In election season there are always many candidates who announce their intention to run for office. But inevitably, many of them come to realize that they stand no chance. They see the writing on the wall and drop out. In the fall, television networks debut many new shows. Some of them attract few viewers, little buzz, poor reviews. The actors see the writing on the wall and are not surprised to learn their show has been canceled. We all know this idiom, but do we know where it came from? It is yet another one that has entered the English language via the Bible and especially the King James Version of the Bible.
The writing is on the wall is an ominous expression used to predict the inevitability of doom, failure, or another unwanted, unwelcome outcome. A May headline in the Washington Post declared “Bernie Sanders knows the writing is on the wall. Here’s the proof.” The article explained, “Sanders himself plainly knows that, once the voting is over, his argument for continuing to flip the super-delegates will lose whatever remaining force and coherence it currently has.” And sure enough, Sanders was forced to bow out. More recently, an article in the Christian Post asked, “Is the writing on the wall for religious freedom in this country? Just ask two Arizona calligraphers.” It tells how the city of Phoenix passed an ordinance which will force these Christian calligraphers to create invitations for same-sex weddings—an act that would violate their conscience, their freedom of speech, and their religious freedom. In both of these articles, an undesired outcome was considered inevitable and, hence, the writing is on the wall.
The expression comes from the book of Daniel. In chapter 5 we read of a great feast thrown by the Babylonian king Belshazzar. He decides he will mock the Israelite God by drinking from cups taken from the temple in Jerusalem. Then this: “Immediately the fingers of a human hand appeared and wrote on the plaster of the wall of the king’s palace, opposite the lampstand. And the king saw the hand as it wrote” (5). Not surprisingly, the king is terrified and asks to have the writing translated and interpreted. Daniel, a Jew, is able to read and understand it: “This is the writing that was inscribed: Mene, Mene, Tekel, and Parsin. This is the interpretation of the matter: Mene, God has numbered the days of your kingdom and brought it to an end; Tekel, you have been weighed in the balances and found wanting; Peres, your kingdom is divided and given to the Medes and Persians” (24-28). The writing on the wall was a prophecy of doom and destruction.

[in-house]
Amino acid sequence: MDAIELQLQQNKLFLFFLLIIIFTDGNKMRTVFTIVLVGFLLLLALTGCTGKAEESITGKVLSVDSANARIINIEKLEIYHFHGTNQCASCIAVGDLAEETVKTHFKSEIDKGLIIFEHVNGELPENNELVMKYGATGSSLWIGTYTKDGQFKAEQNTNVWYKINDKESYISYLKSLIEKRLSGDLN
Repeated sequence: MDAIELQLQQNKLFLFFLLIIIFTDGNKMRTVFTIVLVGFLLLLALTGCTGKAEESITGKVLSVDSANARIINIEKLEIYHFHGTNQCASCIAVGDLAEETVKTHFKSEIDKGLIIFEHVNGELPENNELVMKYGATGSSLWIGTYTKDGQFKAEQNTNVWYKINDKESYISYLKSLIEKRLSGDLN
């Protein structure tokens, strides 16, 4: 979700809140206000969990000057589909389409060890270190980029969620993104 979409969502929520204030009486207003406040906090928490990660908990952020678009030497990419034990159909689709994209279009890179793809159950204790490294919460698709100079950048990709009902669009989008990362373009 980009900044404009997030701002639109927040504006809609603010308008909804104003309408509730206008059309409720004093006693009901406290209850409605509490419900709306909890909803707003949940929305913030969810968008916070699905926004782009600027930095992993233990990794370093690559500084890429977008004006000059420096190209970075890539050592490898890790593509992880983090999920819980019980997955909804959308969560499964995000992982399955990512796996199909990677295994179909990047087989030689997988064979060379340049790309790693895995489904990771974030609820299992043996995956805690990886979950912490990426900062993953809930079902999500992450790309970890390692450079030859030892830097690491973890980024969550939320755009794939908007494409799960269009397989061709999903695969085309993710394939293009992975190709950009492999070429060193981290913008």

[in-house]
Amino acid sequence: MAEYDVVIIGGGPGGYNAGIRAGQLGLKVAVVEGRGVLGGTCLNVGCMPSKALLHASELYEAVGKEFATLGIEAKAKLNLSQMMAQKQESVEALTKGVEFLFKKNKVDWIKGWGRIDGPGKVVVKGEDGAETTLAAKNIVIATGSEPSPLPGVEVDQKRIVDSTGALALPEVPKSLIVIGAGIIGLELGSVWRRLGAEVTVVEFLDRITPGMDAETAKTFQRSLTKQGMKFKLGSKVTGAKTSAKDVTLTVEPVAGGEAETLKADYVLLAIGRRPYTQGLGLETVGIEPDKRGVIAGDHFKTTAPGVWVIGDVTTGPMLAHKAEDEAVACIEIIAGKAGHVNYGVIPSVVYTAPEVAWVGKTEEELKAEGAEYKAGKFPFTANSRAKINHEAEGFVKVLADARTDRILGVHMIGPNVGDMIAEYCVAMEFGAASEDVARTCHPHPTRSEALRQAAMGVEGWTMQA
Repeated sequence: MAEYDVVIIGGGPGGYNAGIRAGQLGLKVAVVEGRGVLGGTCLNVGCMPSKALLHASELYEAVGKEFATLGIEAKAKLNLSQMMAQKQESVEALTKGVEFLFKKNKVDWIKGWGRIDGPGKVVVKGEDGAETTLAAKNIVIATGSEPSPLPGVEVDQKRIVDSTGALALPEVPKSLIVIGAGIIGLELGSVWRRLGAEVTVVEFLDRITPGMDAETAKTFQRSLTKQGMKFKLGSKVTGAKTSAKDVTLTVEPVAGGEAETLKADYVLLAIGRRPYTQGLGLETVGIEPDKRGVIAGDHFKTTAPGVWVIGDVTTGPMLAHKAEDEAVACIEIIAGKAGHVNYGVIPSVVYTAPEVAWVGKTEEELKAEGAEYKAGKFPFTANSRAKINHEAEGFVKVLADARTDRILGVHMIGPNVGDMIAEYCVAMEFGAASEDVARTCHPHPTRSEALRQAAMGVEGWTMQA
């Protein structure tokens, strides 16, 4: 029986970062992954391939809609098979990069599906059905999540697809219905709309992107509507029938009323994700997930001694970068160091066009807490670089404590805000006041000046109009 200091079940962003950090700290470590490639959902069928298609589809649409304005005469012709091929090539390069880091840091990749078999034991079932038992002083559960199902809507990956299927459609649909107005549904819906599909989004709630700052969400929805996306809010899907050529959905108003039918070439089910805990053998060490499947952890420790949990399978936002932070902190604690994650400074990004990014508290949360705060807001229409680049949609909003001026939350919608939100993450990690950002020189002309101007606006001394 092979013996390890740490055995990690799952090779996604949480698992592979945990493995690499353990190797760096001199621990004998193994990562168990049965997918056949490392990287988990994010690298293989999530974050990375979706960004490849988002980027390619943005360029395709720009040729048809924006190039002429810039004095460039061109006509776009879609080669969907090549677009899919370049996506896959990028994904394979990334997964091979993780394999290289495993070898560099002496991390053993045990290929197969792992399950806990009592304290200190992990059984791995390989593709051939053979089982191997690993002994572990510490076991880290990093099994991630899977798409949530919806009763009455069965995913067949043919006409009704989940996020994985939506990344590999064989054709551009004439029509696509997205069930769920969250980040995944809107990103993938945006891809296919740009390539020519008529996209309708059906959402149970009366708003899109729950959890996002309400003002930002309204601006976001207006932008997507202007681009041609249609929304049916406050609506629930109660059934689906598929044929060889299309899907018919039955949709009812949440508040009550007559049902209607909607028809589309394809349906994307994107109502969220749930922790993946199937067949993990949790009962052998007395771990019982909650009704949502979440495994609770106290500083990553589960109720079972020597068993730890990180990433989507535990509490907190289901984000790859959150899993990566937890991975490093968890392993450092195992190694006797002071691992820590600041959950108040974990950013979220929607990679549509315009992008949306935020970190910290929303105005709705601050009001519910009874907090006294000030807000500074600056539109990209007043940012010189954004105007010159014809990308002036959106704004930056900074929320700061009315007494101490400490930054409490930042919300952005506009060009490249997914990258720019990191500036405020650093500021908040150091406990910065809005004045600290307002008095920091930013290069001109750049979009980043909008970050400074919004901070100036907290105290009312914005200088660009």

It seems that it was first used as an English idiom beginning in the eighteenth century. In 1720 we find Jonathan Swift writing: “A baited Banker thus desponds, / From his own Hand foresees his Fall; / They have his Soul who have his Bonds; / ‘Tis like the Writing on the Wall.” Since then it has come into common use, though most people have little knowledge of its origins. A search of just one week’s news stories turns up hundreds of uses.
Though the expression is used to predict doom, it is first an expression of confidence, at least to the Christian. The writing on the Babylonian wall was a prophecy, a predictor of what would happen in the future. This assures us of the providence of God. God is able to speak of the future because he is the one who holds the future. God has complete knowledge of what will happen because he has complete power over what will happen. And, sure enough, the prophecy proved true. God proved true. The writing on the wall was his inviolable word.
The idiom should also remind us that God has given his people a prophetic role in this world. We do not expect to speak new revelation or to see new handwriting appear on our walls. No, at this point God has spoken fully and inerrantly in his Word, the Bible. Our God-given task is to take the words God has already spoken and speak them to the world around us. For just as God prophesied doom against Babylon, he has spoken a sure word of doom for all who refuse to trust in his Son. For them, the writing is on the wall: “But as for the cowardly, the faithless, the detestable, as for murderers, the sexually immoral, sorcerers, idolaters, and all liars, their portion will be in the lake that burns with fire and sulfur, which is the second death” (Revelation 21:8). Daniel’s task as God’s representative was to fully and accurately speak what God has written. Our task as God’s representatives is to fully and accurately speak what God has spoken. Will we be found faithful as Daniel was found faithful?
Here are a couple of songs that come to mind when I think about all of this:
The Judge of All the Earth by Shai Linne, which declares that the judge of all the earth shall do right.
Speak, O Lord by Keith & Stuart Townend, which asks God to speak through his Word so we can live in his way.